The 'visible minority' question by J. Paul Grayson( Book )

1 edition published in 1996 in English and held by 22 WorldCat member libraries worldwide

Public attitudes toward education for the 'gifted' in Ontario by J. Paul Grayson( Book )

3 editions published in 1992 in English and held by 20 WorldCat member libraries worldwide

This report discusses the findings of a survey that asked 1,048 Ontario residents whether special enrichment classes should be provided to bright students at any cost, whether bright students should be provided with special enrichment classes only if resources are not taken away from classes of average students, or if bright students should not be provided with special enrichment classes at all. Results found: (1) the majority (63 percent) of participants gave only qualified support for special gifted education, 19 percent gave no support, and only 13 percent gave full support to education for the gifted; (2) those aged 60 or older were more inclined than others to give no support to special education for the gifted; (3) no differences were found between public and separate school supporters; (4) the lower the education of the participant, the greater the tendency not to support special education for the gifted; and (5) the higher the income the smaller the percentage giving no support to education for the gifted. (Contains 8 figures and 14 references.) (Cr)
Racial origin and withdrawal from university by J. Paul Grayson( Book )

2 editions published in 1996 in English and held by 20 WorldCat member libraries worldwide

This study examined voluntary and involuntary withdrawal rates of students of various racial origins at York University in Ontario (Canada). Data were obtained from three surveys of first-year students conducted in 1993, 1994, and 1995, and involving 1,864 students. Information on Ontario Academic Credit (oac) marks, first year grade point averages (GPAs), and enrollment status at the beginning of the second year was obtained from school records. It was found that differences in retention rates for Blacks and students of South Asian, Chinese, "other" non-European, and European origins were small. Only gender, perceptions of the value of a degree, a belief that students will return for a second year, and gpa were of utility in predicting voluntary withdrawal at the end of the first year. Increased hours of employment and living in temporary accommodations contributed to involuntary withdrawal. Similarly, being Black or of "other" racial origin also had a slight effect on the probability of not returning for a second year. (Contains 48 references.) (Mdm)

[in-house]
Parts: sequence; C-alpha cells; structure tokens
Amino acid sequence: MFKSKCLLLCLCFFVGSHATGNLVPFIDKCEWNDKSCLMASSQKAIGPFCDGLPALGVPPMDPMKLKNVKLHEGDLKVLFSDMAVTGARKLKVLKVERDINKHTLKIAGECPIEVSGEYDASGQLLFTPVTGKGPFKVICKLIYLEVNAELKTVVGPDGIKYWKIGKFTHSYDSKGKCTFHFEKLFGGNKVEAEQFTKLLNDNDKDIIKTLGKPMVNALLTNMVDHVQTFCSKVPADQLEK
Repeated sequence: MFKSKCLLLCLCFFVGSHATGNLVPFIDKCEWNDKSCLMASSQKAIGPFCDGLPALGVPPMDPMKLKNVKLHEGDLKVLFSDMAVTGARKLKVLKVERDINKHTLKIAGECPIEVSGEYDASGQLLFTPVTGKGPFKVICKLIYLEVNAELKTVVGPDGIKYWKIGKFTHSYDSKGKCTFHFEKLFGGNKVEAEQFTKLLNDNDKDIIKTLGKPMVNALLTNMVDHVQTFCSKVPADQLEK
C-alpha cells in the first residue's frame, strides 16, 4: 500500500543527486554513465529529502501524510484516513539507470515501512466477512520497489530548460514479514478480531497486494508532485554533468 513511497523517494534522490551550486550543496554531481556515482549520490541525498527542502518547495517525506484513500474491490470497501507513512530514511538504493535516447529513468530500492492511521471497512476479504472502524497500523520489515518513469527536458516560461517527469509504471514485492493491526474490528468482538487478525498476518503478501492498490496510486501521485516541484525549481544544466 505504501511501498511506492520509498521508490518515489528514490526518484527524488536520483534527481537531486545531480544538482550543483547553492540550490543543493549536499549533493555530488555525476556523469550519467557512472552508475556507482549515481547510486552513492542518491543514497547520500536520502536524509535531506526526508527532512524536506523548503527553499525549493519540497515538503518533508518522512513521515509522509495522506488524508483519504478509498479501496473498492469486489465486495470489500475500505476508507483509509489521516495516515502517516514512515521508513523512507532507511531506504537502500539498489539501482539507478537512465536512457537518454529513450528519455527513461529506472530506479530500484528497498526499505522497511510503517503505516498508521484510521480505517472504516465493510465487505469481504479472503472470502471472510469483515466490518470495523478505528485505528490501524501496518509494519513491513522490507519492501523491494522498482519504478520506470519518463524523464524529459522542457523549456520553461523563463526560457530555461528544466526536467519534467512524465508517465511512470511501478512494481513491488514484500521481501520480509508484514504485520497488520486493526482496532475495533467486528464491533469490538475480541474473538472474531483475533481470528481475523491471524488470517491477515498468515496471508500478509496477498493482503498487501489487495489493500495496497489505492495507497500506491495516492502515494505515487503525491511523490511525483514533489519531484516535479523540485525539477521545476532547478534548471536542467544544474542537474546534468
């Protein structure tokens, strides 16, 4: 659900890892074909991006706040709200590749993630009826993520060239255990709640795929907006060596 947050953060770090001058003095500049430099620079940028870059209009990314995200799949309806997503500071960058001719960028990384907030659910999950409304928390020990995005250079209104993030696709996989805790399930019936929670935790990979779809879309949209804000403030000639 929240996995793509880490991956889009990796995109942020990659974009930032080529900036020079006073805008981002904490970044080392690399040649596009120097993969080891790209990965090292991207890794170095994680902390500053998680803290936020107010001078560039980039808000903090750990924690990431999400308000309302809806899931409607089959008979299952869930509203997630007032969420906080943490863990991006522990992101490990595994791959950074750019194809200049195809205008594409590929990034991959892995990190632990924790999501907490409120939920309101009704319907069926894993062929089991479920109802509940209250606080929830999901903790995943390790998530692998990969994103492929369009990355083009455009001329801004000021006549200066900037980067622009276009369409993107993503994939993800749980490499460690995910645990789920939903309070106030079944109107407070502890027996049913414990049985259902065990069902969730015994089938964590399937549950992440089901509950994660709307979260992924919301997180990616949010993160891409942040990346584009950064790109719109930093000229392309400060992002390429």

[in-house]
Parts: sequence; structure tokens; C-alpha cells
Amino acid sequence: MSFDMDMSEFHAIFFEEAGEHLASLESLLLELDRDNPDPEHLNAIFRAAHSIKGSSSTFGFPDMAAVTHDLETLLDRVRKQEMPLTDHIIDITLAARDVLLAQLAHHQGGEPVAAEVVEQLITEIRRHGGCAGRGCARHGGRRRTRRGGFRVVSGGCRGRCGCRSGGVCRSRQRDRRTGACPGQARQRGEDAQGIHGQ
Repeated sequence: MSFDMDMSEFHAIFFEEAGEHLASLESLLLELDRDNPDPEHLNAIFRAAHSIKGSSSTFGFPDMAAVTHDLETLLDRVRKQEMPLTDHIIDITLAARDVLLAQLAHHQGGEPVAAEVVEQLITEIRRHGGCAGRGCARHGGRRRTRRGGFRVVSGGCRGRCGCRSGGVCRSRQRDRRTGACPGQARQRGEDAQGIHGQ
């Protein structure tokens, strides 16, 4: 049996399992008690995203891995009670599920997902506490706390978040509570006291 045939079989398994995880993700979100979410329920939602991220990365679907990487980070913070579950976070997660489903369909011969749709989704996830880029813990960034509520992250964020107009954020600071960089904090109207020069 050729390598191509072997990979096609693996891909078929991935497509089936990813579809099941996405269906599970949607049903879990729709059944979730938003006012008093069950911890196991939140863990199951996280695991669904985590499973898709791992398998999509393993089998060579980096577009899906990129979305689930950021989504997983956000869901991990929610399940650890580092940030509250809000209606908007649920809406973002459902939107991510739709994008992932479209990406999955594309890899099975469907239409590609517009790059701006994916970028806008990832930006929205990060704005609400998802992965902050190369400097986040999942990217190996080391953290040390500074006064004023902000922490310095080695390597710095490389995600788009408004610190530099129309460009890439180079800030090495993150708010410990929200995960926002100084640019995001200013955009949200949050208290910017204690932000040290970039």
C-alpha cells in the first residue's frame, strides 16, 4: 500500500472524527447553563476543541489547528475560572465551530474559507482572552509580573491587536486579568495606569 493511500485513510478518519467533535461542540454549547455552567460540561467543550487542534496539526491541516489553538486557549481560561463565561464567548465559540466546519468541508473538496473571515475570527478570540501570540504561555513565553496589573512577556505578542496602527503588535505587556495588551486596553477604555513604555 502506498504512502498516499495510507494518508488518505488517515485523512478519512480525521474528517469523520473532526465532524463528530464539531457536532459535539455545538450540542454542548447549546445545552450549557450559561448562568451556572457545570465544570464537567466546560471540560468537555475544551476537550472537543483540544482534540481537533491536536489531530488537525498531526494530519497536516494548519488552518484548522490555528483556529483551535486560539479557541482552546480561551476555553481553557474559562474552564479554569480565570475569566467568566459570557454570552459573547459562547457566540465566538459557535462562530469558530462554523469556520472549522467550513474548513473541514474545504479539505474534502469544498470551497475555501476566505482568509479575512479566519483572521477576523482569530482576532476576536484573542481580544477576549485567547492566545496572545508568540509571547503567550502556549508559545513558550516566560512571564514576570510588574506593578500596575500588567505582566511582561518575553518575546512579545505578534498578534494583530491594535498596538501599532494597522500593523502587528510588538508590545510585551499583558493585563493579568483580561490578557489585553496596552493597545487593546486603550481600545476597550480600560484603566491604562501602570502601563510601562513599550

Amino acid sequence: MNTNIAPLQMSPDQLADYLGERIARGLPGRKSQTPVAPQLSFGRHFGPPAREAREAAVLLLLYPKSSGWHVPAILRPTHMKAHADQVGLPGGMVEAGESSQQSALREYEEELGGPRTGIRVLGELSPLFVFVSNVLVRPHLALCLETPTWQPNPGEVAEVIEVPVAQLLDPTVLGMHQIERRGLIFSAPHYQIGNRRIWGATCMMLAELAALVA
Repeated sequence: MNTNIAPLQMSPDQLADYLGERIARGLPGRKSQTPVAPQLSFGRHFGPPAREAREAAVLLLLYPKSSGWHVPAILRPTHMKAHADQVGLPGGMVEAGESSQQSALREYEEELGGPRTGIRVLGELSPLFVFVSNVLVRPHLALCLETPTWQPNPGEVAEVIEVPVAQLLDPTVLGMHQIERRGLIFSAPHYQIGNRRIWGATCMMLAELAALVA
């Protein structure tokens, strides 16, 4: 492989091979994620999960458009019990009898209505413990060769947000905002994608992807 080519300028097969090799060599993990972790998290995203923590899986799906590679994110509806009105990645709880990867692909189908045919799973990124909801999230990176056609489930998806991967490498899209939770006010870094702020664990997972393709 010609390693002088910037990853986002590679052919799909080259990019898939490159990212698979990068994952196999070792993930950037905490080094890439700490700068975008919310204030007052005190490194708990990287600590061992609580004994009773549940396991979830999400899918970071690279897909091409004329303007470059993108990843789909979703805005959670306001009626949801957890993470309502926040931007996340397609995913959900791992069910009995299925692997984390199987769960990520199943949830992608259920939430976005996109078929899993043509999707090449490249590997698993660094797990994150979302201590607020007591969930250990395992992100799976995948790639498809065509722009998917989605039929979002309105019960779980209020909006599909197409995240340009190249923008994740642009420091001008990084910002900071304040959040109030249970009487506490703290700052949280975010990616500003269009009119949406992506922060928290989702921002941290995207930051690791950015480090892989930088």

The experience of female and minority students in first year science by J. Paul Grayson( Book )

2 editions published in 1993 in English and held by 19 WorldCat member libraries worldwide

This study examined the academic and social experiences of first-year female and visible minority group science students at "Big u," a large multi-racial and multi-cultural commuter university, located in a central Canadian city. In 1992, a total of 498 incoming science students were surveyed in September, November, and February-March of the first year. Response rates for the surveys were 89 percent, 84 percent, and 68 percent, respectively. Data were also gathered through focus groups and administrative records. The study found that first-year grade point averages varied by neither gender nor minority group status. Overall, female and minority group students reported that they had been treated by faculty, staff, and students in the same way that other students had been treated. Female students reported more contacts with faculty and staff, belonged to fewer campus organizations, and participated in fewer sports activities than male students. Males reported being more satisfied with the quality of instruction and their grades than did female students. When compared to other groups, female and minority group students encountered more problems relevant to university life, and female students indicated less self-confidence. (Mdm)
Quality of life in Canadian cities : Toronto 1998 by J. Paul Grayson( Book )

1 edition published in 1998 in English and held by 18 WorldCat member libraries worldwide

Racialization and black student identity at York University by J. Paul Grayson( Book )

3 editions published in 1994 in English and held by 18 WorldCat member libraries worldwide